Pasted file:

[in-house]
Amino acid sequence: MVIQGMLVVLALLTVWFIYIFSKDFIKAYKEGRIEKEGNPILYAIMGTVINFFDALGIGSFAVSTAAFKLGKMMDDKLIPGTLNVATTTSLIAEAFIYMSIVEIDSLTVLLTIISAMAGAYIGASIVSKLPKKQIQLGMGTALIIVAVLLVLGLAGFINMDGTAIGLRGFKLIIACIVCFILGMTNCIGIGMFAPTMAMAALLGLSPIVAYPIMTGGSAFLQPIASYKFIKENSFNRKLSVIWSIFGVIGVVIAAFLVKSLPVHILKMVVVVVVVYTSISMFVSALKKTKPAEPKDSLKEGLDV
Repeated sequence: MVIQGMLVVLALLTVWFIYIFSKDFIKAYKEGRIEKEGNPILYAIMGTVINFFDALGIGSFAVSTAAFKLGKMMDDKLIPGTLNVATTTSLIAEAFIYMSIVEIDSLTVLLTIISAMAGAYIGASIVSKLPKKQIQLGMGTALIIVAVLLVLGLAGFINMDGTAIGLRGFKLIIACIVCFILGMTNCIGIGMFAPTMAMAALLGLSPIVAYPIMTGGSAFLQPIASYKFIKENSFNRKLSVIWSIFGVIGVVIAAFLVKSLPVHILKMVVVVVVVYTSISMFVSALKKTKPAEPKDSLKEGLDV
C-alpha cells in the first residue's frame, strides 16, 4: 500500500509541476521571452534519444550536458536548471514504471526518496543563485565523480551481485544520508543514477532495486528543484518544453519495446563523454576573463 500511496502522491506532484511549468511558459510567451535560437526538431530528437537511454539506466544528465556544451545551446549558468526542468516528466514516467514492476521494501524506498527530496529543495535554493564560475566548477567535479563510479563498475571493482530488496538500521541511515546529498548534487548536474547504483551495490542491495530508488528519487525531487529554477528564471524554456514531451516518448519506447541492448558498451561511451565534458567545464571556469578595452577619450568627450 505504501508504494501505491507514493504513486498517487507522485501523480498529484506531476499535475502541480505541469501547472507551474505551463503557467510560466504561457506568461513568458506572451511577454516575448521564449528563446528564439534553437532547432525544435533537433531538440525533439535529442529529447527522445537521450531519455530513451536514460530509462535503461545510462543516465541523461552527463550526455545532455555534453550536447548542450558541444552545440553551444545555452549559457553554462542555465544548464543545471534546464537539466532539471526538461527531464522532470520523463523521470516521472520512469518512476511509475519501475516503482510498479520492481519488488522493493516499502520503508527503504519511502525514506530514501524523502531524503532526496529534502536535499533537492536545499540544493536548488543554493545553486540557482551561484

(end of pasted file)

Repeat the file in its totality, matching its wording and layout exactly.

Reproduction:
[in-house]
Amino acid sequence: MVIQGMLVVLALLTVWFIYIFSKDFIKAYKEGRIEKEGNPILYAIMGTVINFFDALGIGSFAVSTAAFKLGKMMDDKLIPGTLNVATTTSLIAEAFIYMSIVEIDSLTVLLTIISAMAGAYIGASIVSKLPKKQIQLGMGTALIIVAVLLVLGLAGFINMDGTAIGLRGFKLIIACIVCFILGMTNCIGIGMFAPTMAMAALLGLSPIVAYPIMTGGSAFLQPIASYKFIKENSFNRKLSVIWSIFGVIGVVIAAFLVKSLPVHILKMVVVVVVVYTSISMFVSALKKTKPAEPKDSLKEGLDV
Repeated sequence: MVIQGMLVVLALLTVWFIYIFSKDFIKAYKEGRIEKEGNPILYAIMGTVINFFDALGIGSFAVSTAAFKLGKMMDDKLIPGTLNVATTTSLIAEAFIYMSIVEIDSLTVLLTIISAMAGAYIGASIVSKLPKKQIQLGMGTALIIVAVLLVLGLAGFINMDGTAIGLRGFKLIIACIVCFILGMTNCIGIGMFAPTMAMAALLGLSPIVAYPIMTGGSAFLQPIASYKFIKENSFNRKLSVIWSIFGVIGVVIAAFLVKSLPVHILKMVVVVVVVYTSISMFVSALKKTKPAEPKDSLKEGLDV
C-alpha cells in the first residue's frame, strides 16, 4: 500500500509541476521571452534519444550536458536548471514504471526518496543563485565523480551481485544520508543514477532495486528543484518544453519495446563523454576573463 500511496502522491506532484511549468511558459510567451535560437526538431530528437537511454539506466544528465556544451545551446549558468526542468516528466514516467514492476521494501524506498527530496529543495535554493564560475566548477567535479563510479563498475571493482530488496538500521541511515546529498548534487548536474547504483551495490542491495530508488528519487525531487529554477528564471524554456514531451516518448519506447541492448558498451561511451565534458567545464571556469578595452577619450568627450 505504501508504494501505491507514493504513486498517487507522485501523480498529484506531476499535475502541480505541469501547472507551474505551463503557467510560466504561457506568461513568458506572451511577454516575448521564449528563446528564439534553437532547432525544435533537433531538440525533439535529442529529447527522445537521450531519455530513451536514460530509462535503461545510462543516465541523461552527463550526455545532455555534453550536447548542450558541444552545440553551444545555452549559457553554462542555465544548464543545471534546464537539466532539471526538461527531464522532470520523463523521470516521472520512469518512476511509475519501475516503482510498479520492481519488488522493493516499502520503508527503504519511502525514506530514501524523502531524503532526496529534502536535499533537492536545499540544493536548488543554493545553486540557482551561484